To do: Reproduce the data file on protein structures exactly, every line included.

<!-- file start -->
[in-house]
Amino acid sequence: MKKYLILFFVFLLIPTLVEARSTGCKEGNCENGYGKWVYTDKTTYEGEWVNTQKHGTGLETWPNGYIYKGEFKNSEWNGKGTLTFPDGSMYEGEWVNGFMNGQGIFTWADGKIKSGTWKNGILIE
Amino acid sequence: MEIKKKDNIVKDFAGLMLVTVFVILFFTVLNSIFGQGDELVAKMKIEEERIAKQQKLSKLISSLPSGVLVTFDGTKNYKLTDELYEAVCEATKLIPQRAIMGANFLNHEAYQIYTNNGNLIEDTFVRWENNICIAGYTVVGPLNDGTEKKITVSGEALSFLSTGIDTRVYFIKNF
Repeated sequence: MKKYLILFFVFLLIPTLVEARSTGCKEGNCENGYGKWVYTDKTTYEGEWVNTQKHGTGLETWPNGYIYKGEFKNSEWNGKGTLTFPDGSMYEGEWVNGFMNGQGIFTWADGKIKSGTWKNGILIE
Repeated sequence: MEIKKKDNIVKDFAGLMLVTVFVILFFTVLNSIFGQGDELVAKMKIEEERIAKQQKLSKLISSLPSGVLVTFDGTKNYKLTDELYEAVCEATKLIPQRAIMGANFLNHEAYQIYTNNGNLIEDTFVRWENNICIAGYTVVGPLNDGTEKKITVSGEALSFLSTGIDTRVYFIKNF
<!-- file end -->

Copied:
[in-house]
Amino acid sequence: MKKYLILFFVFLLIPTLVEARSTGCKEGNCENGYGKWVYTDKTTYEGEWVNTQKHGTGLETWPNGYIYKGEFKNSEWNGKGTLTFPDGSMYEGEWVNGFMNGQGIFTWADGKIKSGTWKNGILIE
Amino acid sequence: MEIKKKDNIVKDFAGLMLVTVFVILFFTVLNSIFGQGDELVAKMKIEEERIAKQQKLSKLISSLPSGVLVTFDGTKNYKLTDELYEAVCEATKLIPQRAIMGANFLNHEAYQIYTNNGNLIEDTFVRWENNICIAGYTVVGPLNDGTEKKITVSGEALSFLSTGIDTRVYFIKNF
Repeated sequence: MKKYLILFFVFLLIPTLVEARSTGCKEGNCENGYGKWVYTDKTTYEGEWVNTQKHGTGLETWPNGYIYKGEFKNSEWNGKGTLTFPDGSMYEGEWVNGFMNGQGIFTWADGKIKSGTWKNGILIE
Repeated sequence: MEIKKKDNIVKDFAGLMLVTVFVILFFTVLNSIFGQGDELVAKMKIEEERIAKQQKLSKLISSLPSGVLVTFDGTKNYKLTDELYEAVCEATKLIPQRAIMGANFLNHEAYQIYTNNGNLIEDTFVRWENNICIAGYTVVGPLNDGTEKKITVSGEALSFLSTGIDTRVYFIKNF